Russia is a bastion of conservative values that has some of the world’s highest rates of divorce, and its soundtrack is a Kremlin TV that amplifies any compliment or conciliatory gesture from the West — clips of Tucker Carlson, the Fox News host, appear frequently. Kremlin propaganda claims Russia revels in isolationism, but it is also addicted to seeking approval from abroad.

And Putin’s success as president of Russia has rested for some time on his ability to mete out daily humiliations to Russians and then act as if he feels their rage as they do, as if he alone knows where to direct it — toward the West, toward Ukraine, anywhere except toward the Kremlin.

But when Putin himself tries to explain why Russia is in Ukraine, he swings between what seem like very different excuses. In a speech in June Putin compared himself to Peter the Great, on a mission to expand Russian lands. Another time he claimed “we had no choice” but to act in Ukraine, a message that was repeated endlessly on television.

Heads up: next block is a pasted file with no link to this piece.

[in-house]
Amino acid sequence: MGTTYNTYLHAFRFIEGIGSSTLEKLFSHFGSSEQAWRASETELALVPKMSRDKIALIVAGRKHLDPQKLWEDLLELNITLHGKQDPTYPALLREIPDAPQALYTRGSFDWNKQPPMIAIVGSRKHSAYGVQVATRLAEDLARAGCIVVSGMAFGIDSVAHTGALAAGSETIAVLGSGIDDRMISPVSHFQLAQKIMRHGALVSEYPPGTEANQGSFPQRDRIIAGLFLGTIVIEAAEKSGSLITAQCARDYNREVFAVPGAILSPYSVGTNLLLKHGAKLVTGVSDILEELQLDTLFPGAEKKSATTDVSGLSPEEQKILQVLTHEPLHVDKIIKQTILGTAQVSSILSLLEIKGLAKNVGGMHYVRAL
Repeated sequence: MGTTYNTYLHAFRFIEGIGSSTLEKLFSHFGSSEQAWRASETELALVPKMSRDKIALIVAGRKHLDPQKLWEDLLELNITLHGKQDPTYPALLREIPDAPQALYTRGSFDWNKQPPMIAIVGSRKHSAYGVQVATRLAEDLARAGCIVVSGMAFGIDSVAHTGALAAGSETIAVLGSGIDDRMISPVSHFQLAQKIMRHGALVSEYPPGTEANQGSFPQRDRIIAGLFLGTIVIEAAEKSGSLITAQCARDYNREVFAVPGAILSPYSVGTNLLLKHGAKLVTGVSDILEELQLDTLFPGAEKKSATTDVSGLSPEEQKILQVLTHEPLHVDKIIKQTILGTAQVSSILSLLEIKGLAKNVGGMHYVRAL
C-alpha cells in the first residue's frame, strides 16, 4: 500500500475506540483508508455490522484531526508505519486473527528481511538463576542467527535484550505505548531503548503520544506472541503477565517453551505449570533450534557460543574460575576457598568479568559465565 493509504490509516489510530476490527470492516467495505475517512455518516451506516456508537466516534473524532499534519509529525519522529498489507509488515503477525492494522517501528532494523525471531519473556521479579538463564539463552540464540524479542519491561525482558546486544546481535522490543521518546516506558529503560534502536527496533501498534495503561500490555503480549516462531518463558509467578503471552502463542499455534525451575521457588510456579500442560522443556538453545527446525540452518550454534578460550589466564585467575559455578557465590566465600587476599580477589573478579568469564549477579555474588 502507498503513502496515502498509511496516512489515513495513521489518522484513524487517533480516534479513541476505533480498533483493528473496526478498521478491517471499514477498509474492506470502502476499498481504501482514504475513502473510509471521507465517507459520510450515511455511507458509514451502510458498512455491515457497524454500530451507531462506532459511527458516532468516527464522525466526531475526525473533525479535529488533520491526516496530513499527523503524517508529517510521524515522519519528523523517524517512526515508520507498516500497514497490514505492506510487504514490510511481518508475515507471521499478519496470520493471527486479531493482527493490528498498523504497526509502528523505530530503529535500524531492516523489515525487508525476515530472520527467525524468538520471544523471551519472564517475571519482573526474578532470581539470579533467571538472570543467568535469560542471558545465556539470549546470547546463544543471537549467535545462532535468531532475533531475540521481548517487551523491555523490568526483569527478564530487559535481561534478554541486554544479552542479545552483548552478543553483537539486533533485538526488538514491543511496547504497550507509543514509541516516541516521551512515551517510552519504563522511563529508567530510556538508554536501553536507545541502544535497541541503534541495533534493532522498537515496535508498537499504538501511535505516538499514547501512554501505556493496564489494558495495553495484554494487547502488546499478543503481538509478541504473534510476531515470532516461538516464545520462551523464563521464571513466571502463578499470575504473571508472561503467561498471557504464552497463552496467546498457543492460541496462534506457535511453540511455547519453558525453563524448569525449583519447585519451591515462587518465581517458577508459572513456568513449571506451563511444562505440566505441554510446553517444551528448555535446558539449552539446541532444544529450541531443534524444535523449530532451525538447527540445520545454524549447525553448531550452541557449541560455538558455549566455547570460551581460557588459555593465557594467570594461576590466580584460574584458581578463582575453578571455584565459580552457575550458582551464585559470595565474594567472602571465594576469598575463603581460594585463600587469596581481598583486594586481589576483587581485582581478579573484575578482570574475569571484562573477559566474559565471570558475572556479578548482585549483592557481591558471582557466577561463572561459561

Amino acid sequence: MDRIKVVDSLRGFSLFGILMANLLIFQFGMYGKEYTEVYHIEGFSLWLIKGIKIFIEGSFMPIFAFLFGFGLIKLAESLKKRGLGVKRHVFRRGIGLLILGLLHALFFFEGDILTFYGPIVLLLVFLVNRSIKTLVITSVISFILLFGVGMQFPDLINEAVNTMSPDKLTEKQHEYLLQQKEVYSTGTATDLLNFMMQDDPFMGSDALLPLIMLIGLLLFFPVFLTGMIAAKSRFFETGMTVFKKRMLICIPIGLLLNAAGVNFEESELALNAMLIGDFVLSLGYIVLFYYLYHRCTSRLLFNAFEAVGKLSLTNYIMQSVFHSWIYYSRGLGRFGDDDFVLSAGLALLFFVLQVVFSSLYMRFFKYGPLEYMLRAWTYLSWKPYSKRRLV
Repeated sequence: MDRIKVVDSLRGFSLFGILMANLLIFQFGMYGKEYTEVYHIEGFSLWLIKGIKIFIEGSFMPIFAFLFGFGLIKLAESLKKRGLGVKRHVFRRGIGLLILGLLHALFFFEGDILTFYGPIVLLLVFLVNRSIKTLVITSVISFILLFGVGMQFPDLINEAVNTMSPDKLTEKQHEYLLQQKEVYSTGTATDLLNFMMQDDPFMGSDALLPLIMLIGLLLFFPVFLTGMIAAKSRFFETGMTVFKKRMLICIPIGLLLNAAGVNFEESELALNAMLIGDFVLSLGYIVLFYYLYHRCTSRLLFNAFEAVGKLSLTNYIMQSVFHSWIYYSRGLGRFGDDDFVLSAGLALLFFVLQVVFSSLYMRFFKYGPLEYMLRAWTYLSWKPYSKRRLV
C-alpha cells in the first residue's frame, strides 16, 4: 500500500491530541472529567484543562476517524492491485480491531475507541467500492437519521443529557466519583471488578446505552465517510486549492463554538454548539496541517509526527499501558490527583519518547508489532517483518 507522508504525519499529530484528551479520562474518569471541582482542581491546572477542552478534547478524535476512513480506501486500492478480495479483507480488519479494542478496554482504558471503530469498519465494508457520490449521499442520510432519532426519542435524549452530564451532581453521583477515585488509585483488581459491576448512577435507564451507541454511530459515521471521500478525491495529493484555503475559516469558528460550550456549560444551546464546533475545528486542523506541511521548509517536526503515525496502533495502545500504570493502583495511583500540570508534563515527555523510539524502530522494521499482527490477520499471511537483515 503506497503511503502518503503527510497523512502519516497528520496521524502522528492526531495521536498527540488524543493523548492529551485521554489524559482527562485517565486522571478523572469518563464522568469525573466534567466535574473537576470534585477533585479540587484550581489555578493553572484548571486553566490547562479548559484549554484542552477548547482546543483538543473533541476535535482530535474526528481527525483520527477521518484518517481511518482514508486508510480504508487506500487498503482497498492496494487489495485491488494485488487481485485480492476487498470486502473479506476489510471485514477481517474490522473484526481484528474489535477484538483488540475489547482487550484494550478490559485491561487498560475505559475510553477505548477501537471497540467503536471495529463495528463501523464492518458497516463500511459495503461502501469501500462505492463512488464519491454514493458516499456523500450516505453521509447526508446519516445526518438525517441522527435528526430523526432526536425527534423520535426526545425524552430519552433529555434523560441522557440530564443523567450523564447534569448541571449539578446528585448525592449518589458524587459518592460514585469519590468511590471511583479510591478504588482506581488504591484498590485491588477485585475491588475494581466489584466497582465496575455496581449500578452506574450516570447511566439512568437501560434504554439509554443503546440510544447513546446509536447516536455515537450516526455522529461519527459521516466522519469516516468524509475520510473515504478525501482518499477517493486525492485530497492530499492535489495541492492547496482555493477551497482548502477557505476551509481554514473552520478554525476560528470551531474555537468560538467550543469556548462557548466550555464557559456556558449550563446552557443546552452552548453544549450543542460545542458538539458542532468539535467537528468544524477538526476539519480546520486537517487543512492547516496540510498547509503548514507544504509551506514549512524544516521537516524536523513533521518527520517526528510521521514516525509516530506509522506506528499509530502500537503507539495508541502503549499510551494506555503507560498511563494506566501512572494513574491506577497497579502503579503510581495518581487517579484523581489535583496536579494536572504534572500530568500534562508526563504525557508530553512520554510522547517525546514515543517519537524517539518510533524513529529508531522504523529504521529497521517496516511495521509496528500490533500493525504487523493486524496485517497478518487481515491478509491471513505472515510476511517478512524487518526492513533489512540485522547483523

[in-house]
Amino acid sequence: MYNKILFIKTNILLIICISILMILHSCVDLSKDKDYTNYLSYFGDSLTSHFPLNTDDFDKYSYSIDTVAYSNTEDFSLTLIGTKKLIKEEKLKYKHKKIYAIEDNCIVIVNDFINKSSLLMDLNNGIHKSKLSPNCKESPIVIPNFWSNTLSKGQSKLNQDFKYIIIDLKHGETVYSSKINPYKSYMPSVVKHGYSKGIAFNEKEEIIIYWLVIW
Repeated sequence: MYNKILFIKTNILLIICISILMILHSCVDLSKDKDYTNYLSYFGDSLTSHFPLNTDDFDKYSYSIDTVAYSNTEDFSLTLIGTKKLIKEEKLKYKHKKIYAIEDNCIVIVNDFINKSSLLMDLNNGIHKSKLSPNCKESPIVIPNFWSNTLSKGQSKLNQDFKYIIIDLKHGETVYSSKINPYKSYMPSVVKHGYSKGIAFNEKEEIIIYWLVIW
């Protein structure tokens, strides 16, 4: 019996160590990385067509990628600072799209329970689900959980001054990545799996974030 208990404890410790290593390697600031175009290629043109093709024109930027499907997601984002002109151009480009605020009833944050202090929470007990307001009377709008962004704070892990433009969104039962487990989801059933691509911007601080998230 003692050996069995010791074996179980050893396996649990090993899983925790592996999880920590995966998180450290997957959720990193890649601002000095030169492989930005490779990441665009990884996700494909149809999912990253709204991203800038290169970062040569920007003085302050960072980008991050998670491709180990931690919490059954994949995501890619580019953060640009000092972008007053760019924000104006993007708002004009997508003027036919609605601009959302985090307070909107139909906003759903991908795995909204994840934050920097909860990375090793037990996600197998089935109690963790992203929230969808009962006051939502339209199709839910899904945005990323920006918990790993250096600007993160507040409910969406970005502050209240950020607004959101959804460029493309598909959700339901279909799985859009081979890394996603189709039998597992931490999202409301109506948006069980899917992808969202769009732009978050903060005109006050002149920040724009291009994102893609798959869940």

So which is it? It is neither and both. Putin likes to perform both sides of the humiliation drama: from the seething resentment of the put-upon Russian everyman to cosplaying Peter the Great. This allows him to appeal to Russians’ deep-seated sense of humiliation, which the Kremlin itself inflicts on people, and then compensate for it. It’s a performance that taps into the cycle of humiliation and aggression that defines the experience of life in Russia, and now Ukraine is the stage.

When Russia pulled back from western Ukraine in May to regroup and launch its second phase in the east, it had lost more than 10,000 troops and enormous amounts of matériel. It was clear to almost everyone that it had suffered a major defeat.